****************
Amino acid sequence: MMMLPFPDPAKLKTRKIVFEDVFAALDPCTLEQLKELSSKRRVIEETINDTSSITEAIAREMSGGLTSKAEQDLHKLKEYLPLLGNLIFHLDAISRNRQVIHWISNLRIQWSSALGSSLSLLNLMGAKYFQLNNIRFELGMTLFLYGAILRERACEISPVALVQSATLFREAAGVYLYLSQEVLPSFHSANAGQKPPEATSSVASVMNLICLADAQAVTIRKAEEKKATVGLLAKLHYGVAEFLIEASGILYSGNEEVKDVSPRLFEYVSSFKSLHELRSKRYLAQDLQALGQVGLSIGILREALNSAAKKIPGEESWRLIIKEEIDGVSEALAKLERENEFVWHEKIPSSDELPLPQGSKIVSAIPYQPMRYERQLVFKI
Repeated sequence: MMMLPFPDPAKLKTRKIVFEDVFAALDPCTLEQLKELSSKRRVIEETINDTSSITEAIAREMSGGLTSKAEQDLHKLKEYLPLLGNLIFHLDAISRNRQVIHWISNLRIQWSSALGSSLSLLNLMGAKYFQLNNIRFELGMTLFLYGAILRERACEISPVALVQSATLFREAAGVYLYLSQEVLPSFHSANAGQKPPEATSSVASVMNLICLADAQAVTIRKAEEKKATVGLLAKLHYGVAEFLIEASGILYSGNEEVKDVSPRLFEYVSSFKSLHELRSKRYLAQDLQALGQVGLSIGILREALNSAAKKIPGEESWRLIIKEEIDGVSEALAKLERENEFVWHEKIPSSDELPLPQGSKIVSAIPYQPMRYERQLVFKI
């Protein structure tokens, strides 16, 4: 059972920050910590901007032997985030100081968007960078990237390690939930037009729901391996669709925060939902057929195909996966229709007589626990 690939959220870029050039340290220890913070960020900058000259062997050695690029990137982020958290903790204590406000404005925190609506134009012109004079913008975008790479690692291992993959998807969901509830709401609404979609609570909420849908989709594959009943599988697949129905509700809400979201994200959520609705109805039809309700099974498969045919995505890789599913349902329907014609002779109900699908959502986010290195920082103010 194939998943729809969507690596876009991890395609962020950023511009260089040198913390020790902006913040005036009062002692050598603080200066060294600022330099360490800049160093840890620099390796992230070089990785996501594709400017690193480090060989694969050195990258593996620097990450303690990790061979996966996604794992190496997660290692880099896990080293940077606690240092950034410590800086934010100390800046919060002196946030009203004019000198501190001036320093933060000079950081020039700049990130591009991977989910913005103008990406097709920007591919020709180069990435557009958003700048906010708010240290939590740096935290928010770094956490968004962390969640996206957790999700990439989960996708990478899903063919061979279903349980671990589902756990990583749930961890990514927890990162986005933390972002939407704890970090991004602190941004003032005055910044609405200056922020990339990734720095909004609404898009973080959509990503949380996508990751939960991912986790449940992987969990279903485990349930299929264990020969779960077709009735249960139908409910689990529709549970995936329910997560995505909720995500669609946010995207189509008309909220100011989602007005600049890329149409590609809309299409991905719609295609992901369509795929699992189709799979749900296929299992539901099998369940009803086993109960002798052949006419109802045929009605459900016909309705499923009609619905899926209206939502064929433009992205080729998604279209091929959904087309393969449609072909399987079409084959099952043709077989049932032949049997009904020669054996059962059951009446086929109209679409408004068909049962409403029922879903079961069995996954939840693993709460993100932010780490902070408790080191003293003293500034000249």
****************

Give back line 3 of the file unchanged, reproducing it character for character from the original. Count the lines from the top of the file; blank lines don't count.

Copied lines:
């Protein structure tokens, strides 16, 4: 059972920050910590901007032997985030100081968007960078990237390690939930037009729901391996669709925060939902057929195909996966229709007589626990 690939959220870029050039340290220890913070960020900058000259062997050695690029990137982020958290903790204590406000404005925190609506134009012109004079913008975008790479690692291992993959998807969901509830709401609404979609609570909420849908989709594959009943599988697949129905509700809400979201994200959520609705109805039809309700099974498969045919995505890789599913349902329907014609002779109900699908959502986010290195920082103010 194939998943729809969507690596876009991890395609962020950023511009260089040198913390020790902006913040005036009062002692050598603080200066060294600022330099360490800049160093840890620099390796992230070089990785996501594709400017690193480090060989694969050195990258593996620097990450303690990790061979996966996604794992190496997660290692880099896990080293940077606690240092950034410590800086934010100390800046919060002196946030009203004019000198501190001036320093933060000079950081020039700049990130591009991977989910913005103008990406097709920007591919020709180069990435557009958003700048906010708010240290939590740096935290928010770094956490968004962390969640996206957790999700990439989960996708990478899903063919061979279903349980671990589902756990990583749930961890990514927890990162986005933390972002939407704890970090991004602190941004003032005055910044609405200056922020990339990734720095909004609404898009973080959509990503949380996508990751939960991912986790449940992987969990279903485990349930299929264990020969779960077709009735249960139908409910689990529709549970995936329910997560995505909720995500669609946010995207189509008309909220100011989602007005600049890329149409590609809309299409991905719609295609992901369509795929699992189709799979749900296929299992539901099998369940009803086993109960002798052949006419109802045929009605459900016909309705499923009609619905899926209206939502064929433009992205080729998604279209091929959904087309393969449609072909399987079409084959099952043709077989049932032949049997009904020669054996059962059951009446086929109209679409408004068909049962409403029922879903079961069995996954939840693993709460993100932010780490902070408790080191003293003293500034000249």